in China(The Walt Disney Co., 2017) –
Director: Chuan Lu. Writers: David Fowler, Brian Leith, Phil Chapman
& Chuan Lu. Narrators: John Krasinski & Xun Zhou. Color,
Rated G, 76 minutes.
It’s not often I
see a documentary with as many contrasts as this one.
The scenery is as
breath-taking as it is austere and dangerous; the photography equally
stunning and in-your-face jarring, with the wildlife coming across as
much loving and nurturing as predatory and cruel. The narration,
excellent most of the time, lapses at times into the silly
occasionally, but not inappropriately.
A satellite image
shows the entirety of China at night with all the glare from the
major cities ringing a large, dark area in north central China.
That’s where the camera takes us at the beginning of Born in
China. With narrator John Krasinski, we begin with a flock
of cranes and the Chinese belief that, when a crane takes flight, it
carries the soul of a deceased creature to the next realm.
Next we follow Dawa,
a snow leopard on the Quinghai/Tibetan Plateau, the highest in the
world, bordering Xinjiang Province, as she raises her two cubs. Her
ordeal against rivals and the fight for survival itself is
remarkable. The yaks are too big and dangerous for her, the Chiru
antelope are too fast, but the blue sheep, or bharal, are her natural
The Chiru antelope
lead us to their calving grounds and John takes us to the bamboo
forest where we meet YaYa the giant panda and her adorable cub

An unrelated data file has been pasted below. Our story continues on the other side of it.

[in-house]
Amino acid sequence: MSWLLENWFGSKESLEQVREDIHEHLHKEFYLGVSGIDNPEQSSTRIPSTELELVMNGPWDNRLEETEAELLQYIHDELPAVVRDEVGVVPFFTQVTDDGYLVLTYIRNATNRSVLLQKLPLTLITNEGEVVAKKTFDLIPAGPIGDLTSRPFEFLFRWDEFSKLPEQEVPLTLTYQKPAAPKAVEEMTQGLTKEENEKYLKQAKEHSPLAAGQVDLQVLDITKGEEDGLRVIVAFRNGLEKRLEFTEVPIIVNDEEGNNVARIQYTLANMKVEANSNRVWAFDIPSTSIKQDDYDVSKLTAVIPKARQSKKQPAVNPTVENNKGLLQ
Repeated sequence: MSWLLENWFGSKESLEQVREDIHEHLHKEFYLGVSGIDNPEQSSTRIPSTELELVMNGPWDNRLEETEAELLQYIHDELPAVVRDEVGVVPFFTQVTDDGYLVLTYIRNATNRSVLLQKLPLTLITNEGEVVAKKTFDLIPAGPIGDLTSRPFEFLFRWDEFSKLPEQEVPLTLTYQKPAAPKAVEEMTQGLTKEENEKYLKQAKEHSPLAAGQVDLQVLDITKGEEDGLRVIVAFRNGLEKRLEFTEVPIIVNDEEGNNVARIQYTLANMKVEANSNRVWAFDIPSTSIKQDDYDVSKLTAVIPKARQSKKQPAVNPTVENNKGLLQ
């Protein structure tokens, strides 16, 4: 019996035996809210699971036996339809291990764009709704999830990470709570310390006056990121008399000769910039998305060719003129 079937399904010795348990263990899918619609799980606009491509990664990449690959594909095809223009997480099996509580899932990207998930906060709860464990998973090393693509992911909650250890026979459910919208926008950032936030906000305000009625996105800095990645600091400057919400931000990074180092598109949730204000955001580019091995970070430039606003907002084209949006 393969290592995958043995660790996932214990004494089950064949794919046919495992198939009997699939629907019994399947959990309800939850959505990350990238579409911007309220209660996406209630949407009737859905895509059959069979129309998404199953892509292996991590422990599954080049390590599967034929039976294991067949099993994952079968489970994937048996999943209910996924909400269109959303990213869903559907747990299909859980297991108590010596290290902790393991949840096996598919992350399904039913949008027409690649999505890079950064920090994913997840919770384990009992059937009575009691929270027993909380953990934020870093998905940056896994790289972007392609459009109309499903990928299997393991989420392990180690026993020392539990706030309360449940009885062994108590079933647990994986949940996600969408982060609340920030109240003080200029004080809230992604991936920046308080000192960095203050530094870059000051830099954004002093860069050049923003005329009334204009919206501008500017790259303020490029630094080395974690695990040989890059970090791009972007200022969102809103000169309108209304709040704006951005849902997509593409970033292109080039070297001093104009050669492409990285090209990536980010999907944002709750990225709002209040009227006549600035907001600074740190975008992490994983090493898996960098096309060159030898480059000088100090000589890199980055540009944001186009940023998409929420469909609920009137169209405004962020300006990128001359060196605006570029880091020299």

MeiMei. YaYa is described as a “helicopter mom,” constantly
hovering over her baby and cuddling with it every chance she gets –
even when MeiMei wants to explore and eventually, climb her first
From there we soar
to a forest in west-central China to visit a troop of golden
sub-nosed monkeys and meet TaoTao, a young male, who has been ousted
from his family group by the birth of his little sister. After trying
several times to be the center of attention once again, he leaves to
join a group of other young males, some his own age, whom the
narrator calls “The Lost Boys” (a la Peter Pan)
supervised by an adult male named Rooster.
China starts in spring and goes season by season, switching
from family to family and how they are coping with the situations
they face. There are stand-offs and posturing (leopards), comic rolls
downhill (pandas) and violent fights over territory (monkeys). Disney
has definitely learned that not all stories have happy endings and we
see that graphically, but with minimal bloodshed. With all the
relentless pressure nature inflicts on these creatures, they survive,
even flourish, or die. The camera angle of a goshawk flying head-on
in its swoop to capture a baby monkey is impressively daunting.
When one thinks that
wild animals do not pose for the camera we marvel at how many hours
it took to just make a 76-minute documentary. Be sure to stay through
the credits and meet some of the photographers who briefly describe
their experiences, such as the unpredictable weather. “Right now,
it’s hailing. But wait a few minutes and it could be sunny, or
foggy, or snowing,” says one bundled-up cameraman. Born in
China is a true family film and is just “Disney” enough
for small children. As an additional incentive, Disney Corporation
promised to donate some of the proceeds from each ticket sold to
environmental causes. I enjoyed it.
Bob’s is the first
restaurant in New York of a popular Texas chain of steakhouses. As